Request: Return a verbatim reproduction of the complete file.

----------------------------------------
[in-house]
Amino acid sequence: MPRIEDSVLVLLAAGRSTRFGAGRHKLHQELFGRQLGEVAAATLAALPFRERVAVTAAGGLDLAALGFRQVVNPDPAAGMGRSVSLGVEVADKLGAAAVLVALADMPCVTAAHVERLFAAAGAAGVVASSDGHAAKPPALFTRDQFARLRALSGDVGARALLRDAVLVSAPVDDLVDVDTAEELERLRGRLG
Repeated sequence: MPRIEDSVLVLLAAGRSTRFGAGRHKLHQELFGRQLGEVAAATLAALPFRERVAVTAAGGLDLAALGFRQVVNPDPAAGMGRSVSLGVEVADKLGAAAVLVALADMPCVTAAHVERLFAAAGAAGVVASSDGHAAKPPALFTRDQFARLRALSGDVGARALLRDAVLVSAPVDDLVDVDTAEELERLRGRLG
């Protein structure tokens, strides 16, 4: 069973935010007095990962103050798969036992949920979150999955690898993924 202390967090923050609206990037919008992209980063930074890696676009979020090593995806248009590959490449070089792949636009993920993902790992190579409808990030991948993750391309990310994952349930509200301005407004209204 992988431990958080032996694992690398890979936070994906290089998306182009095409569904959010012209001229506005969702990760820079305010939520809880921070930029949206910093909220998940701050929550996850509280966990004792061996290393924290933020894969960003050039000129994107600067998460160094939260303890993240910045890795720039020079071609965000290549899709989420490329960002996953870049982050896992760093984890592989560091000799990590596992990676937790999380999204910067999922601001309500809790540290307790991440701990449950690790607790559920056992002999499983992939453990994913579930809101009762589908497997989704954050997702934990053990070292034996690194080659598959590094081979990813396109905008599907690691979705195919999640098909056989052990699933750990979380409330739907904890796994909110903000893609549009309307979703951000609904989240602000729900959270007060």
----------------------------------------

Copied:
[in-house]
Amino acid sequence: MPRIEDSVLVLLAAGRSTRFGAGRHKLHQELFGRQLGEVAAATLAALPFRERVAVTAAGGLDLAALGFRQVVNPDPAAGMGRSVSLGVEVADKLGAAAVLVALADMPCVTAAHVERLFAAAGAAGVVASSDGHAAKPPALFTRDQFARLRALSGDVGARALLRDAVLVSAPVDDLVDVDTAEELERLRGRLG
Repeated sequence: MPRIEDSVLVLLAAGRSTRFGAGRHKLHQELFGRQLGEVAAATLAALPFRERVAVTAAGGLDLAALGFRQVVNPDPAAGMGRSVSLGVEVADKLGAAAVLVALADMPCVTAAHVERLFAAAGAAGVVASSDGHAAKPPALFTRDQFARLRALSGDVGARALLRDAVLVSAPVDDLVDVDTAEELERLRGRLG
């Protein structure tokens, strides 16, 4: 069973935010007095990962103050798969036992949920979150999955690898993924 202390967090923050609206990037919008992209980063930074890696676009979020090593995806248009590959490449070089792949636009993920993902790992190579409808990030991948993750391309990310994952349930509200301005407004209204 992988431990958080032996694992690398890979936070994906290089998306182009095409569904959010012209001229506005969702990760820079305010939520809880921070930029949206910093909220998940701050929550996850509280966990004792061996290393924290933020894969960003050039000129994107600067998460160094939260303890993240910045890795720039020079071609965000290549899709989420490329960002996953870049982050896992760093984890592989560091000799990590596992990676937790999380999204910067999922601001309500809790540290307790991440701990449950690790607790559920056992002999499983992939453990994913579930809101009762589908497997989704954050997702934990053990070292034996690194080659598959590094081979990813396109905008599907690691979705195919999640098909056989052990699933750990979380409330739907904890796994909110903000893609549009309307979703951000609904989240602000729900959270007060």